Besides the Wine and Beer Haus, check out Seaside Brewing Co., housed in the town’s 100-year-old former City Jail Building. And hope that the sought-after Black Dynamite is flowing on draft—it’s an 11-percent, 80-IBU stout made with whole vanilla beans, house-roasted organic cacao nibs and a series of specialty malts and oats, then aged in Oregon-distilled bourbon barrels.
Less than a block from the beach is another cool beer spot, U Street Pub & Eatery, which has 15 taps including sours and a nitro version of North Coast’s Old Rasputin Imperial Stout from Fort Bragg, Calif.
The more upscale Cannon Beach is a great place to stroll through art galleries or take a hike at beautiful Ecola State Park in between beers. The town also boasts its own brewery, Bill’s Tavern and Brewhouse, featuring the tasty Duck Dive Pale Ale and some interesting specialty brews such as Blackberry Beauty.
Cannon Beach, Oregon | Haystack Rock
Need some plumbing or garden supplies while on vacation? Then head to the Cannon Beach Hardware and Public House, which Kilday says has “its own little unique personality.” It would have to, as a restaurant, bar and hardware store all rolled into one.
By next spring, Cannon Beach will also be home to Pelican Pub & Brewery’s third location. Like the original brewery in Pacific City, the venue will have views of an offshore Haystack Rock that rises more than 200 feet from the water.
As if anyone needed more incentive to take in the turquoise waters, pristine beaches and volcanic mountains of the “Aloha State,” Hawaii’s beer culture is on fire as well.
This is especially true in the capital of Honolulu on Oahu’s south shore, where the iconic Waikiki crescent beach is surrounded as much by craft beer as by swaying palm trees. Frothy surf abounds, for sure, and so do glasses of pilsner, saison and pale ale.
“It’s a really exploding beer scene there,” says Tim Golden, a Hawaii resident who launched the website BeerInHawaii.com. “I mean, it’s catching up with the rest of the country, but it’s there.”
No less than four breweries have opened in Honolulu in the past year alone. Waikiki Brewing Co., located within a quarter-mile of the beach, is housed in one of Cheeseburger Restaurant’s unused banquet rooms. The beers range from the lighter blonde ales and hefeweizens one would expect in the tropics, to an IPA and even a black strap molasses porter—indicative of the wide range of styles now found on the island.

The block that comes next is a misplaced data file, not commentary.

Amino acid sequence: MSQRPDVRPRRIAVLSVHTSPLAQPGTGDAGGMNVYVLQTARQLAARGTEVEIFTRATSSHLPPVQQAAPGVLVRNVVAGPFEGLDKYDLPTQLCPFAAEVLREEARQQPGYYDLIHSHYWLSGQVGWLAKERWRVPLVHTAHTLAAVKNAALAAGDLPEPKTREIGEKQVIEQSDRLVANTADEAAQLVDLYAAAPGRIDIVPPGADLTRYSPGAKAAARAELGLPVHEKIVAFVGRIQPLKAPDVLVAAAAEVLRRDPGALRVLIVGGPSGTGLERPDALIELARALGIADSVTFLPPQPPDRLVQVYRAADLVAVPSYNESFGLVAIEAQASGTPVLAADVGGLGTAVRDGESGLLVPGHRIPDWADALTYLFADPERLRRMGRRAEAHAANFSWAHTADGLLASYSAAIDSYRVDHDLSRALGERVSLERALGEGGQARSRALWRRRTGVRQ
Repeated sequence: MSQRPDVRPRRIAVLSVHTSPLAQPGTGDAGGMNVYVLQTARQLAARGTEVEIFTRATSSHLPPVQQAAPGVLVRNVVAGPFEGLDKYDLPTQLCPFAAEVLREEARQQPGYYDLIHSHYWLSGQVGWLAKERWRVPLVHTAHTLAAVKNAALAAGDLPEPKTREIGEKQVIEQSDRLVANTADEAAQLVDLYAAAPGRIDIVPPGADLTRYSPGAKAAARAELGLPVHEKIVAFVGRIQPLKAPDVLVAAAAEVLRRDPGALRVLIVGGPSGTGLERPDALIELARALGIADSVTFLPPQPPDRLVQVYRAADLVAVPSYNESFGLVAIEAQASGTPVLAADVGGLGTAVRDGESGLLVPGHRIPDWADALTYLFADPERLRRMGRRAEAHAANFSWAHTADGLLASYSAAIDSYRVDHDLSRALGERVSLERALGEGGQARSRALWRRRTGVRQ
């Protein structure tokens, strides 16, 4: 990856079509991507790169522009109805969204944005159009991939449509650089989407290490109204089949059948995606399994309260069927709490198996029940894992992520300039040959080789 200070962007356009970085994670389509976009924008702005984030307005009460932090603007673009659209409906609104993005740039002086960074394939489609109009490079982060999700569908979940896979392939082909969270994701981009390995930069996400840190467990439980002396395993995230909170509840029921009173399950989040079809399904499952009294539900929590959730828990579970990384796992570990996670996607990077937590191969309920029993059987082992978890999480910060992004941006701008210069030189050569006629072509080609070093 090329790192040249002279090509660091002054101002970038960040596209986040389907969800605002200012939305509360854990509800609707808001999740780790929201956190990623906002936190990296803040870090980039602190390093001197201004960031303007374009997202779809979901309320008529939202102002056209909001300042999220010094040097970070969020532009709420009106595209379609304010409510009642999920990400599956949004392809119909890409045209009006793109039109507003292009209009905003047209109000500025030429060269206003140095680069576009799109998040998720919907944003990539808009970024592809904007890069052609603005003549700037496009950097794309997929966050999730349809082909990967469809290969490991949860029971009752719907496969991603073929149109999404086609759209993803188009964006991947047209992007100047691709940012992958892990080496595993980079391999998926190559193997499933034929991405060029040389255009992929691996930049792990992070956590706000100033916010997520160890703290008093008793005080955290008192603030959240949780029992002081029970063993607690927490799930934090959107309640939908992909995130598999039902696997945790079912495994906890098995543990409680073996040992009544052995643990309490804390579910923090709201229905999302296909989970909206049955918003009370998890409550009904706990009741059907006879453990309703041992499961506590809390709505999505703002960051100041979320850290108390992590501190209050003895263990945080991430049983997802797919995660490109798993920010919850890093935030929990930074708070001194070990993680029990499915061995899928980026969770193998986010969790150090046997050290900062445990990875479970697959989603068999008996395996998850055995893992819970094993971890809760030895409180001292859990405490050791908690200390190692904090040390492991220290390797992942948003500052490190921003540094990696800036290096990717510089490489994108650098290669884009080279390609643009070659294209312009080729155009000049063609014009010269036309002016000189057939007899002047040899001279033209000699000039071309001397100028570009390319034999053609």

The man behind Honolulu’s sudden craft movement is Troy Terorotua, a chef who moved to Hawaii from Fort Lauderdale, Fla., in 1997. Terorotua became the beer buyer for Whole Foods Kahala, where he began to bring some quality U.S. craft and international brews into the state, and in May 2012 he opened Hawaii’s first true craft-beer bar: Real, a Gastropub.
Terorotua launched Brew’d Craft Pub exactly two years later, and Golden says the two craft-centric bars form the “cornerstones” of Honolulu’s beer scene. The lineup at Brew’d includes such mainland stalwarts as Ballast Point, Crooked Stave, Hill Farmstead and Jolly Pumpkin.
Meanwhile, the beaches on Hawaii’s other stunning islands are brimming with beer as well, and Golden says the various beer scenes of the archipelago feed off each other’s energy.
If you’re on your way to Kona this fall for the Ironman Triathlon World Championships, don’t miss Big Island Brewhaus. The brewery scored big in Denver last year with a Great American Beer Festival (GABF) bronze medal for Golden Sabbath, an 8-percent Belgian-style golden strong ale, and a bronze for both Overboard IPA and Golden Sabbath at the World Beer Cup.
“They’ve got Mexican food there, and the Overboard IPA is very, very good,” says Ironman veteran Stefan Judex of Port Jefferson, N.Y. “So is the Red Giant Ale.”
San Luis Obispo, California
Is it any wonder a city dubbed “the happiest place in America” also happens to be soaked in craft beer?
Perhaps it’s no coincidence that SLO earned that moniker—from none other than Oprah—right around the start of the central California coast’s brewing boom. There was a time when tourists taking in the dramatic coastal scenery of Highway 1 had to veer 30 minutes inland to visit the renowned Firestone Walker Brewing Co. Now, however, “beercationers” can enjoy barrells of other breweries throughout SLO County.
“Our region is extremely diverse,” says Kylee Jepsen of Visit San Luis Obispo County, “as are the locations of our craft breweries.”